Whilst you’re waiting for one celebrity to get back to you, contact others. The more celebrities you write to, the better your chance of an outcome. If you have not heard back you can always follow up. Additionally, the more tweets you send the more likely you are to get noticed. Persevere but don’t be annoying.
9) Customise your product for a celebrity:
Celebrities are more likely to wear a product if it is customised for them, it may take longer but you will reap the rewards. For example ClaireaBella gifted bags to Charlotte Crosby from Geordie Shore and Binky from Made in Chelsea.
10) Approach a celebrity in person:
This can be a tricky one, the last thing you want is to be taken away by security. Be respectful and know your boundaries! Just being photographed with a celebrity can do wonders for your reputation even if it’s not directly related to the product. Find out where celebrities will be appearing, for example club nights, book signings or charity events. It is possible to find out where celebrities may be from The Handbook ‘What’s on’ page – here.
11)Product placement at gifting suites or Product placement at high profile event
These gifting suites are often organised by PR or gifting companies and you have a ‘booth’ at the event or place your products in attendee gift bags. These often require hefty fees (thousands of pounds) to participate and anyone who walks into the gifting suite can pick up a free sample of your product. This means you can often get a photo of a celebrity holding or using your product, but the disadvantage is that you don’t have control over who that celebrity is.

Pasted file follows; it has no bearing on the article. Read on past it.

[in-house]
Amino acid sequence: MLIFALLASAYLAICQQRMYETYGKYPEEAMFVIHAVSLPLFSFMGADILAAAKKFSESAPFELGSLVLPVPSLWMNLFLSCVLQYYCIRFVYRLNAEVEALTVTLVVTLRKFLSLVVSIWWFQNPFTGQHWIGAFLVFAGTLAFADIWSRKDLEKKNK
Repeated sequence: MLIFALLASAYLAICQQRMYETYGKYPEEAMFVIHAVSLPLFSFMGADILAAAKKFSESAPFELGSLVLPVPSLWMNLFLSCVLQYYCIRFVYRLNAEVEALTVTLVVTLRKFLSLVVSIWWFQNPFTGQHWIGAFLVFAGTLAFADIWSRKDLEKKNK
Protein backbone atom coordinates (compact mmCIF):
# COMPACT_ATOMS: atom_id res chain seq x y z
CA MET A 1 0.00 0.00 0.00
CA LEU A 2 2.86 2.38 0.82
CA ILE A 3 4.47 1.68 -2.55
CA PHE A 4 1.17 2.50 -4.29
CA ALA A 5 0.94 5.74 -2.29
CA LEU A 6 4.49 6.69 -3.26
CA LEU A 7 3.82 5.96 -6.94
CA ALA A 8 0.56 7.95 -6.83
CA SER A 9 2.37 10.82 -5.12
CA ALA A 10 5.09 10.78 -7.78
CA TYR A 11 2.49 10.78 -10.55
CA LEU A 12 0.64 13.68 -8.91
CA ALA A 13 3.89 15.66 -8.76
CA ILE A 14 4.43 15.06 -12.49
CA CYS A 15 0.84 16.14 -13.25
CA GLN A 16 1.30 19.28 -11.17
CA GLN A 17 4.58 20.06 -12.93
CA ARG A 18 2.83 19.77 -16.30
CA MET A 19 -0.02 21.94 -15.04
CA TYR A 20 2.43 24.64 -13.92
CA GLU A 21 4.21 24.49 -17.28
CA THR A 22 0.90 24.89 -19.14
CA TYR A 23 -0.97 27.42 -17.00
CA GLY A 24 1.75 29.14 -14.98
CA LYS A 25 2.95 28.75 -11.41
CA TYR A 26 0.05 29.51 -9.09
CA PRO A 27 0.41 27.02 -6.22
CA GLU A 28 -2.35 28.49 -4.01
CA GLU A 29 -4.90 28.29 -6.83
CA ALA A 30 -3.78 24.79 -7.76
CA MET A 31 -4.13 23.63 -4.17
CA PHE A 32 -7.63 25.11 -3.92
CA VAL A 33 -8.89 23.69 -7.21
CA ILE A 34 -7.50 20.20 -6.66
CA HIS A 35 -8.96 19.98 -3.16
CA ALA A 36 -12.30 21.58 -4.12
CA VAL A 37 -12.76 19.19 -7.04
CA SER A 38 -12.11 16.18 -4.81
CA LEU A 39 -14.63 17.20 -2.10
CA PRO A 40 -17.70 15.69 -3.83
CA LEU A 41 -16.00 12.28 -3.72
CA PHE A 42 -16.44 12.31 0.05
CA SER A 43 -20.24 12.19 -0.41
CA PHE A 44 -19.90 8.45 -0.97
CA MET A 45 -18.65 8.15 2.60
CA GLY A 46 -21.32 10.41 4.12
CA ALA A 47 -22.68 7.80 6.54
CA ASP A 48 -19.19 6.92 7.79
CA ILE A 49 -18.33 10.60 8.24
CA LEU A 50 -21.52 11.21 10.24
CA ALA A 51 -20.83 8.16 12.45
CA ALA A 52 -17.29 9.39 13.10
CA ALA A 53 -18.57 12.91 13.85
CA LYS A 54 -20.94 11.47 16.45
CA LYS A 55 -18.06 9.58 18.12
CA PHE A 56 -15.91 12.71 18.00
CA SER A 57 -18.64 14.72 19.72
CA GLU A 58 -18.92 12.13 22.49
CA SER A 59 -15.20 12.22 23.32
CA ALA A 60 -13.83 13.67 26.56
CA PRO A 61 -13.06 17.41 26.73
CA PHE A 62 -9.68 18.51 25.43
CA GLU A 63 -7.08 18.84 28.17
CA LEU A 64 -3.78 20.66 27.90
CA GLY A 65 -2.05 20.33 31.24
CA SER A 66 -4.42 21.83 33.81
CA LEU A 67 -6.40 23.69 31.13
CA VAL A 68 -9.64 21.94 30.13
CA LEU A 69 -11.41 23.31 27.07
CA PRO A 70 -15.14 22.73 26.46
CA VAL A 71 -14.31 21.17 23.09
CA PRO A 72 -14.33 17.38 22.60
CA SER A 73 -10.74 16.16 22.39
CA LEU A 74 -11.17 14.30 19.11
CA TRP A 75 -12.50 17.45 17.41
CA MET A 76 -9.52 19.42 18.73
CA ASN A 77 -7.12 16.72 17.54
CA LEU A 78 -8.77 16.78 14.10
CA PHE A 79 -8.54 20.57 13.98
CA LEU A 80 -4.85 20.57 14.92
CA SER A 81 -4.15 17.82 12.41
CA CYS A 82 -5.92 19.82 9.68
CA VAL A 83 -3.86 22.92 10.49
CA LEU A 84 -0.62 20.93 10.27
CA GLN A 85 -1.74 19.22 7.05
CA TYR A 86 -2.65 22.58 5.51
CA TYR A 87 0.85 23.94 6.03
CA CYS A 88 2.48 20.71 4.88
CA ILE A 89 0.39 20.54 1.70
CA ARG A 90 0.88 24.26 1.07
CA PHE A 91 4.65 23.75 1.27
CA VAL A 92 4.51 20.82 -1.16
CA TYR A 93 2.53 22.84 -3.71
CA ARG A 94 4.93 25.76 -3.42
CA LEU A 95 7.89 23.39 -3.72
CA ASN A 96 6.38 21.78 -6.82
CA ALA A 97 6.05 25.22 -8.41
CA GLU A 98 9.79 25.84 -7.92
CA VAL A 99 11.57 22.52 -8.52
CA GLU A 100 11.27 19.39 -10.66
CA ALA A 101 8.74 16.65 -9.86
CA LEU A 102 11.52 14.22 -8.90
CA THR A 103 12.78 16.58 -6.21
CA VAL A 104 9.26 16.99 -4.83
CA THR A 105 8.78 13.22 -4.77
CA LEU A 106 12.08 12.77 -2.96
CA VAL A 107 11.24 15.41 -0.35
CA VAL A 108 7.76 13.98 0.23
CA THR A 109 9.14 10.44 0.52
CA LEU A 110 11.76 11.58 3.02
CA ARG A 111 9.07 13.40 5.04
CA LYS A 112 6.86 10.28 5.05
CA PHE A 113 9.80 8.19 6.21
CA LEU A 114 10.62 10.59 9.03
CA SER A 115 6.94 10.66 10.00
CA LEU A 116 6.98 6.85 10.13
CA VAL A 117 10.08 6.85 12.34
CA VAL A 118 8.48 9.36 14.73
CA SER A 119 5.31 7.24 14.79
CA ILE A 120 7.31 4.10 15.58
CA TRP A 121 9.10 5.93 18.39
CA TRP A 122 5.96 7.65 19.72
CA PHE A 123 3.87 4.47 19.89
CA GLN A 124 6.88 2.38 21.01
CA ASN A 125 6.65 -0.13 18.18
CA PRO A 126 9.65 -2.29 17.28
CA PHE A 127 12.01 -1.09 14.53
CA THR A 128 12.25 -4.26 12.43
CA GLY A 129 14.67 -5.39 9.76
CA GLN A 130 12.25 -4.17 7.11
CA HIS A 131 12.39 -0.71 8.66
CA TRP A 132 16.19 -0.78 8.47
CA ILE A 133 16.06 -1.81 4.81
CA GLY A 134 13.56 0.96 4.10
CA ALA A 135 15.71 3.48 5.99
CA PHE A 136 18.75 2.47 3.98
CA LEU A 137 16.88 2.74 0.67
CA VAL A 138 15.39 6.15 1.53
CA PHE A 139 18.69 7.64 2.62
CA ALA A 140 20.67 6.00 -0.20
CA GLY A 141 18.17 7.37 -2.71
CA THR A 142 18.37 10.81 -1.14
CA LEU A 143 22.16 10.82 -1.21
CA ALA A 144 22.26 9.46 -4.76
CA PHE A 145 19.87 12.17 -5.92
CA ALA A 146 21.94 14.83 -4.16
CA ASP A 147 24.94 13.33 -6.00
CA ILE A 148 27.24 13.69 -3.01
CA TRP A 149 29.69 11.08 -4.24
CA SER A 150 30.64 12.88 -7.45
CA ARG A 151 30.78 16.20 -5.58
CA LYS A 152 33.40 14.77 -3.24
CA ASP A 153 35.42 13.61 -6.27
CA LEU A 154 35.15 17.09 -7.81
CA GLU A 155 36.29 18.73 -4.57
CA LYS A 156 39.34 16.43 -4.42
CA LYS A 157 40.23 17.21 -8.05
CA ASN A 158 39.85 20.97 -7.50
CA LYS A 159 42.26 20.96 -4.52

While celebrity gifting can be great for PR, not all products are suited for this. In order for your efforts to pay off, here are the types of products that are a good fit:
- The celebrity can be photographed using or wearing the product (apparel, accessories, handbags, jewelry, etc.)
- The product can be easily identified in a photo
- Children’s items, like toys and clothes
- Baby products, like strollers and carriers
Additionally get your product into goody bags, such as The Glamour Woman of the year awards, and then often if you provide product you get invitations to attend the event, and can get a picture of the celebrity holing your product. You can view all high profile events in our diary
12) Gift your products to celebrity assistants
Sometimes taking the indirect route can work. After all this is who they communicate with every day. It’s the assistant who is likely to write back via email etc. These people are the gate keepers. Some celebrity assistants even end up in personal relationships with their celebrity assistants for example Kristen Stewart and her assistant Alicia Cargile. To start contacting celebrities click here.
My own experience
My very first job in London was working for a top PR brand , we had some incredible beauty products, but were a relatively small company and didn’t have big budgets to spend on celebrity endorsement and gifting. The first thing we tried was sending gifts to 100 different celebrities, and didn’t get a lot of response. We then decided to send them a personalised note with each gift
Or if you would like to see which celebrities are out at showbiz events click here!